During the period 1763 to 1775, the British residents of the Thirteen Colonies (now part of the United States) began to demand a greater voice in the administration of their government.At first, this campaign for more rights was carried on at a political level but by 1775 the American Colonies were in open rebellion against Britain.In 1776, the famous American Declaration of Independence was signed and the war extended to all of the Thirteen Colonies. As in any rebellion, not everyone supported the rebels. It is estimated that one third of the people living in the Thirteen Colonies supported Britain during the war. These British supporters are generally referred to as United Empire Loyalists or simply, Loyalists.

By 1777, every ‘state’ except Georgia and South Carolina had passed laws declaring the Loyalists traitors.Loyalist property was seized and sold.Loyalists lost the right to vote, access to the courts, and the right to hold public office. For protection, some Loyalists moved to British strongholds such as New York City.Other Loyalists fled north, to Canada.In Canada, they found refuge in special refugee camps established by the British government such as Pointe aux Trembles on the Island of Montreal and Machiche, near Trois Rivières.In 1783, with the signing of the Peace of Versailles, the war was over; the Americans had won their independence.

One hundred barrels of flour were transported from Québec to New Carlisle aboard J. Caldwell’s Schooner to feed the Loyalists during their first winter; three were mistakenly unloaded at the Caldwell residence.The British government at Québec City then began the difficult task of finding new homes for the Loyalists.In 1783, Captain Justice Sherwood visited the Gaspé, Ile aux Noix, and Cataraqui (now called Kingston, Ontario) looking for possible locations for the new settlements.By 1784 the government had decided on two settlement sites; the Gaspé and Kingston.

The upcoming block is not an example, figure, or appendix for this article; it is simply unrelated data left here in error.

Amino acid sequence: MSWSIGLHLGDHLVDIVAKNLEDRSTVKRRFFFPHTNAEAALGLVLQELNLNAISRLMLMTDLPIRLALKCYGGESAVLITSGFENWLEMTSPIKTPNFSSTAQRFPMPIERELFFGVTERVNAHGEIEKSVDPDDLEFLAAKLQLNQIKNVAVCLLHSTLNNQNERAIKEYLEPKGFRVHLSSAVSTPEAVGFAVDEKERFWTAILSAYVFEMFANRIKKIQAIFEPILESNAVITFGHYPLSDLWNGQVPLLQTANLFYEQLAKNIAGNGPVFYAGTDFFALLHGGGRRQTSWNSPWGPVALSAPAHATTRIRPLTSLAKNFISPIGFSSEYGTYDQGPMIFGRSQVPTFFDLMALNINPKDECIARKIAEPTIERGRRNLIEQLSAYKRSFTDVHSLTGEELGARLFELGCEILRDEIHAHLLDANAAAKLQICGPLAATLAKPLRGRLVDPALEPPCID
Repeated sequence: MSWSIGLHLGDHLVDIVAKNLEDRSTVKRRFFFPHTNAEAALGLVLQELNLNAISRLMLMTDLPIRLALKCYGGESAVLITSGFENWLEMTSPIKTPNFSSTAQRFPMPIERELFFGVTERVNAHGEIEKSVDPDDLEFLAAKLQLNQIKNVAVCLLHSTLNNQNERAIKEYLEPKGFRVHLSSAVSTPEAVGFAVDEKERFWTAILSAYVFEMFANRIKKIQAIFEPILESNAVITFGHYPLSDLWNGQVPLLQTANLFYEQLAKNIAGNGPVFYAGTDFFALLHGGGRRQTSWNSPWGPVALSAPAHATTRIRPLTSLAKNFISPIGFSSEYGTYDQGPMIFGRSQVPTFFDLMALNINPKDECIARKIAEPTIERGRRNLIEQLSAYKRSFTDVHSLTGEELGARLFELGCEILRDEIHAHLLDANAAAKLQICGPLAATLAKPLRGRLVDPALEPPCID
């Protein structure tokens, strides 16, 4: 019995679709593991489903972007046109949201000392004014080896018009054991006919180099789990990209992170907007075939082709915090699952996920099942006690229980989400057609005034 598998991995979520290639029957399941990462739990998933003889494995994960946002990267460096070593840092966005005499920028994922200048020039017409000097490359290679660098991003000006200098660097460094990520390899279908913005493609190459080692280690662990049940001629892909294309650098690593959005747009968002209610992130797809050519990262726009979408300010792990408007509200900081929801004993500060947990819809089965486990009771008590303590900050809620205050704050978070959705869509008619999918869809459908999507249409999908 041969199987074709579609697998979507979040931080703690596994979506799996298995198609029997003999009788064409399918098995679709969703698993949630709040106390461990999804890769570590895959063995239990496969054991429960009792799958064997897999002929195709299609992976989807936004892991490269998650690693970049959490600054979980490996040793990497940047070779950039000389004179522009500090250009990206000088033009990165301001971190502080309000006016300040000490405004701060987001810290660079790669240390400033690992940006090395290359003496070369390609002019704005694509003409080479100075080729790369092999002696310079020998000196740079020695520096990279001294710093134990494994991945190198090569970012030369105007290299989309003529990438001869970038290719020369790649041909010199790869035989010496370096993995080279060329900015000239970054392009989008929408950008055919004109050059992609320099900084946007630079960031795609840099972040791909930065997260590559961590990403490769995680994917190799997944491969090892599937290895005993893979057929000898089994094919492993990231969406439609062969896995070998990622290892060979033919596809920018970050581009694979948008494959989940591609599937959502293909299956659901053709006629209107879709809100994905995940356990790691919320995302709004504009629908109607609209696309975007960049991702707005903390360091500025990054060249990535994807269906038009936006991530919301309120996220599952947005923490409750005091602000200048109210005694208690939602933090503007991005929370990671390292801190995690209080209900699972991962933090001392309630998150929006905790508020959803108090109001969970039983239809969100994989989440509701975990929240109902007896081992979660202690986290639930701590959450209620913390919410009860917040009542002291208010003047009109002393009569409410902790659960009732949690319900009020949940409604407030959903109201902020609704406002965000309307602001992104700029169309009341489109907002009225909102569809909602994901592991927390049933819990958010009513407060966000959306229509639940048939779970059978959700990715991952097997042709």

Captain Sherwood was to lead one group to Kingston and Captain Pritchard was to lead the other to the Gaspé.In the ‘Québec Gazette’ of February 1784, the government informed the Loyalists of the two settlement sites available and invited them to choose.

Over 171 families chose to settle in the Gaspé. On June 9th, 1784 four ships and as many whaleboats left Québec City for the Gaspé.The brig ‘Polly’ carried 118 Loyalists under the supervision of Captain George Lawe, Official of the Commissary and Superintendent of Loyalist Affairs for the District of Gaspé.

The snau (sic) ‘Liberty’ carried Loyalists under the leadership of Captain Azariah Prtichard. The brig ‘St. Peter’ carried 86 Loyalists led by Thomas Pryce-Jones and Donald Munro. The ‘Hoy St. Johns’ carried only 10 Loyalists and the whaleboats, 21. Other Loyalists left Québec for the Gaspé on their own or at a later date. The small fleet arrived at Paspébiac on the 29th of June after a long and hard voyage. From Paspébiac they made their way to their intended place of settlement at Pétit Paspébiac, now called New Carlisle.

The Loyalists then began the difficult task of building their new homes and clearing the land for farming. Life in the new settlement of New Carlisle was not easy for the first few years even though the government had provided food and some tools.The new settlement had one major resource: its people.Some Loyalists were farmers and fishermen who could provide food for the town.Others were skilled tradesmen such as carpenters, weavers, shoemakers, coopers, and bricklayers, who could construct buildings, make clothes, and provide other services.